The Association of Japanese Animations (AJA) has published its latest
report on the domestic animation industry and has stated that the
sector topped JPY2trn in sales for the first time ever. The actual
revenue amount was JPY2.1527trn (roughly US$20bn) and marks the fifth
straight year of revenue increases. This represents an increase of 8%
in the last two years, with the greatest sales jump happening in
exports to foreign consumers. In fact, without the foreign market
boom, the sector probably would have contracted, due to movie sales
being down 38.3%. ***Ed: Search Google with the single word “Japan”
and you’ll get some idea just how dominant the anime business is.**
(Source: TT commentary from, Jan 26, 2019)

=> Big mascot trouble in Susaki, Kochi

In a rather light-hearted news item last week, the New York Times
reported on a dispute going on at the Kochi Prefecture city of Susaki.
Apparently the city, like almost every other city in Japan, has
contracted with a local creative agency to develop a mascot character
(the type with a human inside). Their’s is called Shinjokun, modeled
on a now-extinct local otter. Unfortunately for the municipal council,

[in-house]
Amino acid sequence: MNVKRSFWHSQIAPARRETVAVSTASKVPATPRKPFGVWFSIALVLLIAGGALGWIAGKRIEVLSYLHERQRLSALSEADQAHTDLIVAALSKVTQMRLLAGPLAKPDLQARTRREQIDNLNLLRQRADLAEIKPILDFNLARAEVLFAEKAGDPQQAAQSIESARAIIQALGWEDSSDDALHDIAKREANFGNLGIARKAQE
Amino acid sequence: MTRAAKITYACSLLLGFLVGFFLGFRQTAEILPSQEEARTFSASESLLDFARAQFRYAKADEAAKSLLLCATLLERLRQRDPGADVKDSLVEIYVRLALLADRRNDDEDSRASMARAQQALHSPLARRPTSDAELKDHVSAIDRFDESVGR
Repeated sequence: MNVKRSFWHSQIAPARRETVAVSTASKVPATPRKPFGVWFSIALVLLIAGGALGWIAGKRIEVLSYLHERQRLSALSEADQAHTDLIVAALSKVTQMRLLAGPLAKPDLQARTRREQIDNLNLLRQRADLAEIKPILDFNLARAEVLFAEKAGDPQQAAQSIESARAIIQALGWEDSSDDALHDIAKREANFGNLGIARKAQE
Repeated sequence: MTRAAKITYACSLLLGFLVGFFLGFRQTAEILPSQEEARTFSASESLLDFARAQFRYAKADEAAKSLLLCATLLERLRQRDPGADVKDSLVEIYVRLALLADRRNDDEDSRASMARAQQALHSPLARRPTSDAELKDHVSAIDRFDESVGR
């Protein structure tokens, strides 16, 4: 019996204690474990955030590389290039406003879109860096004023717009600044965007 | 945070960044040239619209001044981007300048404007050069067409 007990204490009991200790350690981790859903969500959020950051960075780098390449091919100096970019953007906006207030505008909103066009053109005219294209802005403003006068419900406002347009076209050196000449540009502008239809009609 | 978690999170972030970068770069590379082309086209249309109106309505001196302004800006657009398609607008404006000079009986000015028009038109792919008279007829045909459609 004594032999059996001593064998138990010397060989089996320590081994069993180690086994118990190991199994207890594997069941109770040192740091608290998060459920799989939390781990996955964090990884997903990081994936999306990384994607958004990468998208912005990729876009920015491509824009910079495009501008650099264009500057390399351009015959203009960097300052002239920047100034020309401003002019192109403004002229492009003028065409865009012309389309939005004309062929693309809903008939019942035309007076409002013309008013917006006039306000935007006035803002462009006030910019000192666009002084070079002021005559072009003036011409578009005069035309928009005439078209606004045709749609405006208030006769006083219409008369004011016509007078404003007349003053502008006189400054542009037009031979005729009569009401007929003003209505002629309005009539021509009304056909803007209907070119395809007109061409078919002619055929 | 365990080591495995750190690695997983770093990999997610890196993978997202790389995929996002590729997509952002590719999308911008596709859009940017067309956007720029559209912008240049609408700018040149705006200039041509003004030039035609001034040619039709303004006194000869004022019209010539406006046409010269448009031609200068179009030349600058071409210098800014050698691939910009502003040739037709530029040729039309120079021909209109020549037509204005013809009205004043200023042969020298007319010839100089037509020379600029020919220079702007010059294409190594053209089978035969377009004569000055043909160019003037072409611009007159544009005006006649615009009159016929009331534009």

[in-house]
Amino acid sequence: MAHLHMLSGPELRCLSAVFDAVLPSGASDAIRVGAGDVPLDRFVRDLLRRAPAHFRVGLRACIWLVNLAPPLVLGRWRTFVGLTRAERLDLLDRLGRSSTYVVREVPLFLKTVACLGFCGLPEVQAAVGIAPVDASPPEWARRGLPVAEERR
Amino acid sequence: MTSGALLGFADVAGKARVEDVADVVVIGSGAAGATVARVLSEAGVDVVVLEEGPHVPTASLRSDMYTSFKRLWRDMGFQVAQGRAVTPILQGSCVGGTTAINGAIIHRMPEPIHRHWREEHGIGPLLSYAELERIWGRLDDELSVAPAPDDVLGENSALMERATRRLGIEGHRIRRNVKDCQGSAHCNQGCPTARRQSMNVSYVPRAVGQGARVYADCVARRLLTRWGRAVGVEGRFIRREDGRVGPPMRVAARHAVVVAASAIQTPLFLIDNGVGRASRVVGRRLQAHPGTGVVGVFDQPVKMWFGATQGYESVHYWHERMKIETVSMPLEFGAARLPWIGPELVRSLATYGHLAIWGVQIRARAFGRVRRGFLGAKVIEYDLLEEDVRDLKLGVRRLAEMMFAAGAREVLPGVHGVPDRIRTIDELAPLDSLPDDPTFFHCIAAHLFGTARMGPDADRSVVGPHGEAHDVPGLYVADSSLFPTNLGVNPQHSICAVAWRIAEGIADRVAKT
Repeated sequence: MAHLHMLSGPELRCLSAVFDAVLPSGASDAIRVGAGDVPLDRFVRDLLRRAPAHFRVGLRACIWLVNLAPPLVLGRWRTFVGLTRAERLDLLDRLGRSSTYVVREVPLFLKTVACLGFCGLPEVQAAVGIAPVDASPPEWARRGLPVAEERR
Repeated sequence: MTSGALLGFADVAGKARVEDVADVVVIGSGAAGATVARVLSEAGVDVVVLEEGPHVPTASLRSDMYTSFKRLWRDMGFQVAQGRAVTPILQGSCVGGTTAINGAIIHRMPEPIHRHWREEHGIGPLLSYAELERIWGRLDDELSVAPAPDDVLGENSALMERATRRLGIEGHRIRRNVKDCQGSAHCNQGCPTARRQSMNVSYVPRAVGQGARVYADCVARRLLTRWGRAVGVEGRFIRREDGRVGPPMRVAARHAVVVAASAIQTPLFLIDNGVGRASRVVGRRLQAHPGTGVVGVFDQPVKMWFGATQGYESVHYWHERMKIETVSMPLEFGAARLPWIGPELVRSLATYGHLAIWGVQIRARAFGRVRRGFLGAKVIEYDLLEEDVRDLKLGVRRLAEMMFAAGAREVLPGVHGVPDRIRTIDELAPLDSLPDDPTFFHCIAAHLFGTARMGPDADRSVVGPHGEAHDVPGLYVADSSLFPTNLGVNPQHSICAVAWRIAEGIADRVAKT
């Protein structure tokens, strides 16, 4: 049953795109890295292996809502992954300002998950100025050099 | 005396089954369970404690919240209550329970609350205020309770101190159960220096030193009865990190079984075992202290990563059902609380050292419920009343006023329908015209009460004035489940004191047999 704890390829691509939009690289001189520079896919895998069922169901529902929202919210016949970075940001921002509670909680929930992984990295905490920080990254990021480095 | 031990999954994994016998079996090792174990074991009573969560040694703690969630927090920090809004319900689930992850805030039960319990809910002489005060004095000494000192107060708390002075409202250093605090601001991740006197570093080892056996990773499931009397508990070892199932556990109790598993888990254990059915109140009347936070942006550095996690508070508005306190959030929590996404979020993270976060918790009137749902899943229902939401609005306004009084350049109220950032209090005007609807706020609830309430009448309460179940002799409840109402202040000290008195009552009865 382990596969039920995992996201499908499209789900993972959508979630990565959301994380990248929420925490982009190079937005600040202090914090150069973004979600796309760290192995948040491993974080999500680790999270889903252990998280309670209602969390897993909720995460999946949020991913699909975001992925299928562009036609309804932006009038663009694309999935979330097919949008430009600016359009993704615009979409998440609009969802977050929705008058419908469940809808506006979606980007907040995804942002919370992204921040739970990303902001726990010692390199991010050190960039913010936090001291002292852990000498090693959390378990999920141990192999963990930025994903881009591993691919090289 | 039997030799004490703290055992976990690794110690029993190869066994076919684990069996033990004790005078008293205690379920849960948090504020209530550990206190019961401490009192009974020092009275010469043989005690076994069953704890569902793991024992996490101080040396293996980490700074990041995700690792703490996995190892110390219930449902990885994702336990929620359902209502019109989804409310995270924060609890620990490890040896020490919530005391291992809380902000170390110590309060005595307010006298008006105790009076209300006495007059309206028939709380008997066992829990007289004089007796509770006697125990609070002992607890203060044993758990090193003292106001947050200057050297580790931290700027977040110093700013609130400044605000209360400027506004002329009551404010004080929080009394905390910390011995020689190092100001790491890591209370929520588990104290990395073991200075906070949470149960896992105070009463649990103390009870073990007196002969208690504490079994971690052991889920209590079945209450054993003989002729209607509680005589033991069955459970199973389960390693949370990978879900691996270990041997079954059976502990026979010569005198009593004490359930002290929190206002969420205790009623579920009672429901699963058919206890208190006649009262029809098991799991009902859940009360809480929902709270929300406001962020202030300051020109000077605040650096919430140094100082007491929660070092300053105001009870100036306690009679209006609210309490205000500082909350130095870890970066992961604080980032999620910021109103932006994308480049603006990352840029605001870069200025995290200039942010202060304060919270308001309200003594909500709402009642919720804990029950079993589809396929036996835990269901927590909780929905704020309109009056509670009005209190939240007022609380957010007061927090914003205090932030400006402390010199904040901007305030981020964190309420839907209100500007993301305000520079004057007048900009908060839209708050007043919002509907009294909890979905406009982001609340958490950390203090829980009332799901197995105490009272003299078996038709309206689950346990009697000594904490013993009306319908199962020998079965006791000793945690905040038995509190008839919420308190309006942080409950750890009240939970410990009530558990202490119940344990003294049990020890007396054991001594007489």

the creative agency developed an unauthorized second character, also
an otter, called Chiitan. This second character seems to have a
deviant personality, and has gone viral performing anti-social and
physically dangerous acts – something completely out of character for
a mascot that is supposed to entertain little kids. It seems that
Chiitan’s creators had good intentions, wanting to have the character
go viral – which it did, but the stunt with the grass cutter and the
air post bashing was just too much for the grandees on the council. So
Chiitan has been fired. ***Ed: Watch the last video clip of the
article, which shows Chittan losing it with an air-filled post and a
baseball bat. Nasty.** (Source: TT commentary from, Jan
22, 2019)

=> Controversial stem-cell treatment for spinal-cord injury approved

The Japanese ministry of health has given the green light to
neurosurgeons in Hokkaido to treat patients with severe spinal cord
injuries with stem cells to regenerate the affected areas. The
approval is being hailed as a huge step forward by Japanese scientists